The European Commission has partially withdrawn Cambodia’s preferential access to the EU market, in a move that means from mid-August the country will be charged duties on some garment and footwear products and all travel goods at the WTO’s Most Favoured Nation (MFN) rate.

The withdrawal amounts to around one-fifth or EUR1bn (US$1.09bn) of Cambodia’s annual exports to the EU and will be effective from 12 August.

Until now Cambodia has enjoyed duty-free access to the EU market under the Everything But Arms (EBA) scheme. But in February last year, the EU officially started the process to potentially suspend its benefits over concerns over alleged human rights violations. EBA preferences can be removed if beneficiary countries fail to respect core human rights and labour rights.

In its decision today (12 February), Josep Borrell, high representative for foreign affairs and security policy/vice-president at the European Commission, says: “The duration, scale and impact of Cambodia’s violations of the rights to political participation and to the freedoms of expression and association left the European Union with no other choice than to partially withdraw trade preferences. The European Union will not stand and watch as democracy is eroded, human rights curtailed, and free debate silenced.

“For the trade preferences to be reinstated, the Cambodian authorities need to take the necessary measures.”

Commissioner for trade, Phil Hogan, adds: “The European Union is committed to supporting Cambodia’s economic and social development through trade preferences. However, respect for human rights is non-negotiable for us. We recognise the progress Cambodia has made, but serious concerns remain. Our aim is that the Cambodian authorities end human rights violations, and we will continue working with them in order to achieve that.”

The EU is Cambodia’s largest trading partner, worth up to EUR5.4bn (US$ 5.9bn) and accounting for 45% of Cambodian exports in 2018. The majority of these consist of garments (74.2%) and footwear (12.6%) – most of which make use of the EBA arrangement.

The EC has tried to mitigate this by focusing on low added-value garment categories – such as T-shirts, underwear, tracksuits and hosiery – for the partial withdrawal of tariffs. It says garment products with higher added value, which require significant training and investment in skills, were excluded, “thus limiting the impact on Cambodia’s overall industrial development.” 

The Garment Manufacturer’s Association in Cambodia (GMAC) said via a Facebook post it would “not be making any comment for now” but it would issue a statement 24 hours following the decision.

Previously the body, which represents garment manufacturers in Cambodia, had warned the move would jeopardise the country’s efforts to build a responsible apparel supply chain.

Meanwhile, trade association Amfori, which represents global fashion, textile and retail organisations, says it supports the Commission’s decision. “We are supporting the Commission in this decision as a worthwhile means to improve serious concerns around human rights and social violations in Cambodia…our support underlines our members’ commitment to a strong human rights record in producer countries.”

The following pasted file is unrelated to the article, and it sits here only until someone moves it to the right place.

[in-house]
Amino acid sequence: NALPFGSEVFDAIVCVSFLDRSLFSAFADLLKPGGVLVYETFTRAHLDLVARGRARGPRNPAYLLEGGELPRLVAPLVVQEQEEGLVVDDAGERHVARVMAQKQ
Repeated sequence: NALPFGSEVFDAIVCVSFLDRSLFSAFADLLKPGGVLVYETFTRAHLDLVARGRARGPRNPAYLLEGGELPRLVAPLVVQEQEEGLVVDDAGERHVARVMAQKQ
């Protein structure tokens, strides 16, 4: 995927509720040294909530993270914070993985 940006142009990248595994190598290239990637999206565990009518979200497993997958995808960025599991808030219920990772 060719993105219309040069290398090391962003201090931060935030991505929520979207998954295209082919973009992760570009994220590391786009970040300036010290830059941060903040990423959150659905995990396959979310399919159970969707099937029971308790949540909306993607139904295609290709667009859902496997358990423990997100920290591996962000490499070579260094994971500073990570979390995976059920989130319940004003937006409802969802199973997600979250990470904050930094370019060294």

Amfori president, Christian Ewert, says the findings suggest Cambodia has violated its commitments to The ILO Convention on Freedom of Association and Right to Organise; The ILO Convention on Collective Bargaining; The International Covenant on Civil and Political Rights and; The International Covenant on Economic, Social and Cultural Rights.

“The loss of preferential duty levels will impact our members that source from Cambodia. However, Cambodia’s violations go against our commitment to Trade with Purpose: that trade should have social, as well as economic benefits. Therefore, although I regret the preference removal, I regret the fact that Cambodia’s government did little to prevent it even more so,” says Ewert.

“I hope that the Cambodian authorities recognise that the Commission’s decision shows that the EBA preferences granted by the EU are conditional. That is, that the country complies with basic human and workers’ rights. And I hope that Cambodia reacts by implementing the significant improvements that its people deserve.”

Apparel products affected by the decision fall under the following Harmonised System codes. They will now be charged at the MFN rate which countries import on other members of the World Trade Organization (WTO) that they are not in a free trade agreement with. The standard tariff for clothing is 12%.

The Commission’s decision addresses the human rights violations that triggered the procedure, while at the same time preserving the development objective of the EU trade scheme, it says.

It recognises the need to continue to support Cambodia’s economic development and diversification of its exports. All emerging industries in Cambodia will continue to enjoy duty-free, quota-free access to the EU market. High value-added garments and certain types of footwear will also continue to enjoy duty-free, quota-free access to the EU market.

The decision comes as reports suggest four textile factories in Cambodia may be forced to suspend operations due to raw material supply interruptions from China related to the Coronavirus outbreak.